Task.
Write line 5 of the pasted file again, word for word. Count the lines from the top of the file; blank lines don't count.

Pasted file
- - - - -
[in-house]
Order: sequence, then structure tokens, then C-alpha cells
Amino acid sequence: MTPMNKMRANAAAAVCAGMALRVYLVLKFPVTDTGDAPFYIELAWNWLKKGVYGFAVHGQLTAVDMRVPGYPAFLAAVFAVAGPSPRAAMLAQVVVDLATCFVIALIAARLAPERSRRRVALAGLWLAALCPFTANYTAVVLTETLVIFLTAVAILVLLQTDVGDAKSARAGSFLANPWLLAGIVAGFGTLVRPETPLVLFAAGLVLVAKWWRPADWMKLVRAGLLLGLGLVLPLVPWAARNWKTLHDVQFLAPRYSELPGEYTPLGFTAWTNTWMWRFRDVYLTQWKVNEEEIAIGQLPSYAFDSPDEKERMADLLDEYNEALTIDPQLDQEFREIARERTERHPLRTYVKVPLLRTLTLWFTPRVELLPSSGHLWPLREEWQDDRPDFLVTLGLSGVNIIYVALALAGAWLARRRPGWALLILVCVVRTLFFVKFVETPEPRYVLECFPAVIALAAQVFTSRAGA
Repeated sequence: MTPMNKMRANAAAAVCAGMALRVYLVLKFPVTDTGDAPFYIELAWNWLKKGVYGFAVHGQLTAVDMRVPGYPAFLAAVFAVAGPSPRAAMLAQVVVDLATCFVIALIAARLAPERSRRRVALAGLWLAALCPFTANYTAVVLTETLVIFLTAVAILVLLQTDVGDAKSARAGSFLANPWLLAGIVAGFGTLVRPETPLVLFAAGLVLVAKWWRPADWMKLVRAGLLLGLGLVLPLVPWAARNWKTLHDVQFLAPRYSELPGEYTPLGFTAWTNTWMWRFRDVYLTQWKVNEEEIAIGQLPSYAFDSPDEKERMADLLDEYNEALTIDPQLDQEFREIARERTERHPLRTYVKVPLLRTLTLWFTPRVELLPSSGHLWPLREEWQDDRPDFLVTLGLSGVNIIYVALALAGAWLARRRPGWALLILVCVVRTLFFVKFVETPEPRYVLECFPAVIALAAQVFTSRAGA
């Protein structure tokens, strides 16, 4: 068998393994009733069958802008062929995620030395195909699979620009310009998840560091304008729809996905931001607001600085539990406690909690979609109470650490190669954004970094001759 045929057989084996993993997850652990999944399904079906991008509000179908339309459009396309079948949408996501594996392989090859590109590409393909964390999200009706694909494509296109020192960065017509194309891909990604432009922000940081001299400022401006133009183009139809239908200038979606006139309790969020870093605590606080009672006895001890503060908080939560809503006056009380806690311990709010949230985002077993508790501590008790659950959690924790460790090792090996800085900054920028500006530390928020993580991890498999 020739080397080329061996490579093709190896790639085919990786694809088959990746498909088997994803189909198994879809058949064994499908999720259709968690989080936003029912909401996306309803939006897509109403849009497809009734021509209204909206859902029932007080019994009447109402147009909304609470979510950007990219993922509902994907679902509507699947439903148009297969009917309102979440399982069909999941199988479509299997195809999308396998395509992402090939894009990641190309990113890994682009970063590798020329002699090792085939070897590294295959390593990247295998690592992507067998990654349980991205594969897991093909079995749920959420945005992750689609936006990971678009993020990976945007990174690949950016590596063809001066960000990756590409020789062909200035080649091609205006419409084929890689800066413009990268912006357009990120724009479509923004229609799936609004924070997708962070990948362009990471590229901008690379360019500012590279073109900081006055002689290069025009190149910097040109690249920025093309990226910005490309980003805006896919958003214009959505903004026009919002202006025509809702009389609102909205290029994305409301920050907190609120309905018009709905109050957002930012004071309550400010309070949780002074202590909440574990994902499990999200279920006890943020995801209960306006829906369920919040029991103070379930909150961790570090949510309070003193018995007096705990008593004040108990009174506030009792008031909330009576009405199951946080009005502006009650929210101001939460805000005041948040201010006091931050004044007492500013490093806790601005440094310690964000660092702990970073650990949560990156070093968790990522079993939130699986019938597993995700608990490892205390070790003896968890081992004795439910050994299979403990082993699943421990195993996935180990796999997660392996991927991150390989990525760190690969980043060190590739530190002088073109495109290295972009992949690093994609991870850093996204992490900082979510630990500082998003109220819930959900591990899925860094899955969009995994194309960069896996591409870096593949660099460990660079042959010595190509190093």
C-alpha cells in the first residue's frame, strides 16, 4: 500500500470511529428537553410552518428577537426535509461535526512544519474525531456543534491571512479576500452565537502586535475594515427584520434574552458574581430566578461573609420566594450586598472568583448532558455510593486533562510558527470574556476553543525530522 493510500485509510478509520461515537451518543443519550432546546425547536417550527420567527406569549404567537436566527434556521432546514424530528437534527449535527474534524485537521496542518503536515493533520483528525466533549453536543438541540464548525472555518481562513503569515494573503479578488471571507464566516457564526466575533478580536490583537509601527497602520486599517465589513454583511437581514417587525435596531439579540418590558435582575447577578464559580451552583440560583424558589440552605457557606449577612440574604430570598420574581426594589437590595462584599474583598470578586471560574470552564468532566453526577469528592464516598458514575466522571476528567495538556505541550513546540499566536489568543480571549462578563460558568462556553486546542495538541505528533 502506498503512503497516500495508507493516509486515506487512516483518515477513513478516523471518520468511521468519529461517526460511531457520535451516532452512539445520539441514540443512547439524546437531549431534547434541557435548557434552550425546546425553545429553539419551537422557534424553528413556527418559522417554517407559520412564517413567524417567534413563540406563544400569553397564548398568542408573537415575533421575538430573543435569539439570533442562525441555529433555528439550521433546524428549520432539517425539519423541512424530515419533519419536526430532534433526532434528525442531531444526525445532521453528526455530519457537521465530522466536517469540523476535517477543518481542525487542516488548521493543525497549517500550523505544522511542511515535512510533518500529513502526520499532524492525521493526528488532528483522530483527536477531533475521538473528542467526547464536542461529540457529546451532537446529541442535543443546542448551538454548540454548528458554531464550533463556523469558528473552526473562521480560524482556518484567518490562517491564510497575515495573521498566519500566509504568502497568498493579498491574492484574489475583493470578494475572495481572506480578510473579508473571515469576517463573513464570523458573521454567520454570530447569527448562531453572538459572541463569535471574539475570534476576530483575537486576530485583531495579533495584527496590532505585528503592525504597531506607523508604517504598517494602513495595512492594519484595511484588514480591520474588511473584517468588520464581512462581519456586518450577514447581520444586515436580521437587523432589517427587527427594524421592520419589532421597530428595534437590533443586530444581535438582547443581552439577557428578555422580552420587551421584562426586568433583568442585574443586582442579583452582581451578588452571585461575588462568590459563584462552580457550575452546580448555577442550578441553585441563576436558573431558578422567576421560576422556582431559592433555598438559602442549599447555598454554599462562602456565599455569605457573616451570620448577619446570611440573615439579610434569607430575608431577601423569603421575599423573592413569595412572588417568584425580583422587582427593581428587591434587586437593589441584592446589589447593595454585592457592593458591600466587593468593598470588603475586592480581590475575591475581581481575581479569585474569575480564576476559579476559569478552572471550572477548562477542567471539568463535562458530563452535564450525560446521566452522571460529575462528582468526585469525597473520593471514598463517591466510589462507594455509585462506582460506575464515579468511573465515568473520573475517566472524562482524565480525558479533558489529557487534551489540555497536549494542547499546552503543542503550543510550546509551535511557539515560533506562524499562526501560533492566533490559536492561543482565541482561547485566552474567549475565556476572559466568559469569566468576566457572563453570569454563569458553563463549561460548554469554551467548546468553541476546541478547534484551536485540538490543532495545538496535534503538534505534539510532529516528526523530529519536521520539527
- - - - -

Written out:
């Protein structure tokens, strides 16, 4: 068998393994009733069958802008062929995620030395195909699979620009310009998840560091304008729809996905931001607001600085539990406690909690979609109470650490190669954004970094001759 045929057989084996993993997850652990999944399904079906991008509000179908339309459009396309079948949408996501594996392989090859590109590409393909964390999200009706694909494509296109020192960065017509194309891909990604432009922000940081001299400022401006133009183009139809239908200038979606006139309790969020870093605590606080009672006895001890503060908080939560809503006056009380806690311990709010949230985002077993508790501590008790659950959690924790460790090792090996800085900054920028500006530390928020993580991890498999 020739080397080329061996490579093709190896790639085919990786694809088959990746498909088997994803189909198994879809058949064994499908999720259709968690989080936003029912909401996306309803939006897509109403849009497809009734021509209204909206859902029932007080019994009447109402147009909304609470979510950007990219993922509902994907679902509507699947439903148009297969009917309102979440399982069909999941199988479509299997195809999308396998395509992402090939894009990641190309990113890994682009970063590798020329002699090792085939070897590294295959390593990247295998690592992507067998990654349980991205594969897991093909079995749920959420945005992750689609936006990971678009993020990976945007990174690949950016590596063809001066960000990756590409020789062909200035080649091609205006419409084929890689800066413009990268912006357009990120724009479509923004229609799936609004924070997708962070990948362009990471590229901008690379360019500012590279073109900081006055002689290069025009190149910097040109690249920025093309990226910005490309980003805006896919958003214009959505903004026009919002202006025509809702009389609102909205290029994305409301920050907190609120309905018009709905109050957002930012004071309550400010309070949780002074202590909440574990994902499990999200279920006890943020995801209960306006829906369920919040029991103070379930909150961790570090949510309070003193018995007096705990008593004040108990009174506030009792008031909330009576009405199951946080009005502006009650929210101001939460805000005041948040201010006091931050004044007492500013490093806790601005440094310690964000660092702990970073650990949560990156070093968790990522079993939130699986019938597993995700608990490892205390070790003896968890081992004795439910050994299979403990082993699943421990195993996935180990796999997660392996991927991150390989990525760190690969980043060190590739530190002088073109495109290295972009992949690093994609991870850093996204992490900082979510630990500082998003109220819930959900591990899925860094899955969009995994194309960069896996591409870096593949660099460990660079042959010595190509190093």